Jon Benjamin
British Embassy in Mexico City
Expert Contributor

Green Revolution: Clean Growth and the Road to (and From) COP26

By Jon Benjamin | Thu, 10/28/2021 - 11:11

If there’s a colour growing in popularity, influence and importance these days, it’s green. Green is the key to unlocking a sustainable future for our planet, for each of us individually, for our businesses, our economies and for the generations who will follow us.

Green is also the thread that ties us all together – across industries, across nations, across ages, professions and backgrounds. Tackling climate change and preserving our planet is the biggest challenge the world faces today, intrinsically linked to recovery from the pandemic. Driving the green agenda is a way in which we can build our economies up again and ensure the future is brighter, more resilient, and greener than the past.

A big part of this huge task is Clean Growth. Clean Growth is defined in many ways, but at the heart of it is increasing the national income of the UK while reducing greenhouse gas emissions. Given the performance of an economy depends on a variety of sectors and actors, Clean Growth cuts across all facets of life, from sustainable energy sources, net zero industrial footprints and education on climate and skills for the future, to sustainable farming and agriculture, technology and innovation, electric cars and smart cities, to name just a few areas.

In this way we can see how green and Clean Growth affects and supports all of us, both as individuals, and as a part of something much bigger, a part of history, a turning point in the journey of our planet.

At the embassy in Mexico City, we are including and prioritizing Clean Growth across all our pillars of work, whether cross-sector commercial support, policy work or program aid. In November 2020, Prime Minister Boris Johnson announced a 10-point plan, setting out the UK’s approach to re-invent the British economy, supporting green jobs and accelerating the path to net zero. The plan includes initiatives such as a ban on combustion engine sales by 2030, an extra £200 million (US$275 million) toward carbon capture initiatives, planting 30,000ha of trees per year, a pledge to quadruple offshore wind power to 40GW, and an ambition to make London the global centre for green finance. The UK aims to be at the forefront of the green and Clean Growth agenda, supporting our international partners along their journeys too.

And we are getting our private sector on board; colleagues within the Department for International Trade (DIT) are working closely with businesses and industry groups, which play a crucial role in the success of Clean Growth and rebuilding our economies post-COVID-19. CEOs are conveying the message to fellow CEOs and board members to raise awareness of the role of the private sector in stopping climate change.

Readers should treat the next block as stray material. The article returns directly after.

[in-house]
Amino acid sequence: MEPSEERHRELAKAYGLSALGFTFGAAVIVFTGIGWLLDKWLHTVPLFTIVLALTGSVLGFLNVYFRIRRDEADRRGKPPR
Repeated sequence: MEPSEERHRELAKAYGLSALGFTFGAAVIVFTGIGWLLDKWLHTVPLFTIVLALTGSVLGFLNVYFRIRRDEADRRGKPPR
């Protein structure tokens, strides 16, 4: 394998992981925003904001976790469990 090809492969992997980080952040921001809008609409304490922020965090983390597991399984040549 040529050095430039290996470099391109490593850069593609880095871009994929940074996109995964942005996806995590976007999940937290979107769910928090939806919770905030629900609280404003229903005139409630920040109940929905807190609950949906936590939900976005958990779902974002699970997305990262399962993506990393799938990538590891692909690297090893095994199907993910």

The private sector supports innovation, the creation of green jobs, a sustainable physical and digital business footprint – and green trade is a powerful tool in incentivizing efficient production techniques, technologies and supply chains.

We have a golden opportunity just around the corner for governments and businesses to double down on climate commitments and drive new initiatives on the road to net zero and Paris Agreement terms. We’re just days away from COP26, the most important climate forum in recent years, hosted by the UK in partnership with Italy in Glasgow, Scotland.

COP26, running from the 31st October to the 12th November, will bring together heads of state, the private sector, civil society and key stakeholders to commit to working together to drive the green agenda. To do this, COP26 will touch on key themes, all of which have a role to play in Clean Growth and climate preservation:

  • Finance
  • Energy
  • Youth and public empowerment
  • Nature
  • Adaptation, loss and damage
  • Gender
  • Science and innovation
  • Transport
  • Cities, regions and built environment

The UK is working with nations across the globe to ensure COP26 delivers as a milestone in the battle against climate change – and DIT is championing business engagement, both in the run-up to, during, and following the event. Just last month, the UK’s newly appointed Foreign Secretary Liz Truss visited Mexico on her first overseas trip, and during her program hosted a COP26 Business Forum for British companies in Mexico and Mexican investors in the UK. The forum heard from Truss, Mexican Minister of Finance Ramírez de la O, and companies in the Race to Zero, facilitating a conversation on the private sector’s role in Clean Growth.  

Of course, COP26 is only the beginning – the real work begins after this, and the green revolution will need the support of all in society and its leaders to succeed. Clean Growth is the priority now, and for the foreseeable future, building back post-pandemic to a world where the grass really is greener.

If you want to learn more about how the UK is working with international partners on Clean Growth and COP26, or how sustainable UK businesses can work with you, please visit the COP26 homepage, the UK’s Clean Growth strategy landing page, or get in touch with for more detail on our collaboration with Mexico.

Photo by:   Jon Benjamin